Monday, December 29, 2014

Recorded Webinars Available at Online Compliance Panel

  In 2014, I recorded four webinars with Online Compliance Panel, a web-based information exchange forum. The recordings of those programs are available at its website:

These webinars are inexpensive investments for cultivating your writing skills. You can write Phil Vassallo with questions about them. All the best with your writing!

Monday, December 22, 2014

A New Association, A New Webinar

I am pleased to begin an association with Audio Solutionz, a web-based training firm, which will present my webinar Business Writing for Financial Professionals on January 14, with others to follow.

The webinar is divided in four parts. The first focuses on creating a solid structure with helpful formatting devices. The second part looks at emphasizing key points through solid paragraphing and highlighting the relevance of data by transitions. Part three gets down to the sentence level, offering useful editing tips for fluency and clarity. The program concludes with helpful suggestions on word choice. The examples come from the banking world, but any business writer is likely to learn something of value at this event.

To enroll, click here.

Monday, December 15, 2014

Writing Tips from Master Writers

The Gotham Writers website has a nice page of writing tips from more than 20 master writers. Many of them are inspirational: P. D. James says,  "Open your mind to new experiences, particularly to the study of other people. Nothing that happens to writershowever happy, however tragicis ever wasted." Some are revelatory: Kurt Vonnegut says, "Start as close to the end as possible," and Jack Kerouac says, "Remove literary, grammatical and syntactical inhibition." Others are challenging: Elmore Leonard recommends, "Try to leave out the part that readers tend to skip." Some are practical: Zadie Smith tells us to, "Leave a decent space of time between writing something and editing it," and Annie Proulx says, "Develop craftsmanship through years of wide reading." Still others are hypocritical: one of my favorite authors, George Orwell, says in 13 words, "If it is possible to cut a word out, always cut it out," when he could have said it in 8 ("If you can cut a word, then do") or even 3 ("Cut needless words").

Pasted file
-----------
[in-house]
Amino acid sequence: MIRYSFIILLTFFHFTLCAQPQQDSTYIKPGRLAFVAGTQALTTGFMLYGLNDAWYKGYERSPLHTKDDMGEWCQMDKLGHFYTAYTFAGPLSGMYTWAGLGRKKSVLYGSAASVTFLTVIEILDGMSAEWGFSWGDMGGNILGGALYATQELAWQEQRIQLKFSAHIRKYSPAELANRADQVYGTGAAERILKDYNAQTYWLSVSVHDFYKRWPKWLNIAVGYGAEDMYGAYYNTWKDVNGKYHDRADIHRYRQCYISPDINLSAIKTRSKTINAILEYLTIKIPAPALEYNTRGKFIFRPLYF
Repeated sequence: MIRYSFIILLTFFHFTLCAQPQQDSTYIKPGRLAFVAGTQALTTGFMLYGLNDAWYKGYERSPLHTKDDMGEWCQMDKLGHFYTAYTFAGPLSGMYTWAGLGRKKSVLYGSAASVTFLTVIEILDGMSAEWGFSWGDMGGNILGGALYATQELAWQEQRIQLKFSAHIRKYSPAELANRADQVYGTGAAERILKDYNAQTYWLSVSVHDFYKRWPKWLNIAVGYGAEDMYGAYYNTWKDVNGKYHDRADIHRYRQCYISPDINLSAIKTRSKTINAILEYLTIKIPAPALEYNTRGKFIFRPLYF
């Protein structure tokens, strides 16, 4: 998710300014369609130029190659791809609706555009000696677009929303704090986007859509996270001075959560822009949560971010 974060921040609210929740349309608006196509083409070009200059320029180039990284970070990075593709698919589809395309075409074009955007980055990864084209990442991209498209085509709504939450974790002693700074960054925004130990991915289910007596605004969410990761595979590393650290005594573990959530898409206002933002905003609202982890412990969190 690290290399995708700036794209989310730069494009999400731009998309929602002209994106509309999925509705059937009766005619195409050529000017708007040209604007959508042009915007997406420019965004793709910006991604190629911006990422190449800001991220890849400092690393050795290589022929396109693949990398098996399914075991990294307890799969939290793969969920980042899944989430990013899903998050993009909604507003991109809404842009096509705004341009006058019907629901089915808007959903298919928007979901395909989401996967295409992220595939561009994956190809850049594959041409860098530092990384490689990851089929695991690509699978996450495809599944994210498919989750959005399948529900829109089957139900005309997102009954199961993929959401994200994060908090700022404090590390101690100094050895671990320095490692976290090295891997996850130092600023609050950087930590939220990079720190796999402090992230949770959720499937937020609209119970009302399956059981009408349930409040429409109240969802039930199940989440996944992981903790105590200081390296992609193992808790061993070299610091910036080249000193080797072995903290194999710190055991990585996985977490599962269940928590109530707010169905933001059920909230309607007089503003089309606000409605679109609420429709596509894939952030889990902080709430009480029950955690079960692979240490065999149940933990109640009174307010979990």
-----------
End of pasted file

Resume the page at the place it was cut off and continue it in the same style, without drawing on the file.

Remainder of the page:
Happy reading!

Monday, December 08, 2014

The Reading-Writing Continuum, Step 10: Write to Perfect the Message

Proofreading concludes the Reading-Writing Continuum, the model that the underscores the inextricable connection between reading and writing. In this final moment of the process, we correct the errors that we detected during a final review of the draft.

I never tell people who find writing so hard that it is natural or easy; writing is a challenge, one that I enjoy but that many do not. Understanding the Reading-Writing Continuum will help writers employ a workable system as they develop their skills. We should write a lot to become good or better writers, but we also must read a lot to become excellent ones.

Monday, December 01, 2014

The Reading-Writing Continuum, Step 9: Read to Find Overlooked Mistakes

In the Reading-Writing Continuum, our message has gone through a lot: planning (steps 1, 2 and 3), drafting (step 4), revising (steps 5 and 6), and editing (steps 7 and 8). We have checked our writing for content structure, clarity, conciseness, grammar, and punctuation. But in the process of making a revision here and an edit there, we might have created new mistakes, so it's now time to read for overlooked mistakes.

We would not want to depend solely on spell-check to catch all these mistakes, as some of them have nothing to do with language but with uniformity of spacing within and among sections, consistency of alignment and color, and accuracy of numbers. Yet some errors may relate to language, such as spelling of names and wrong words that pass spell-check.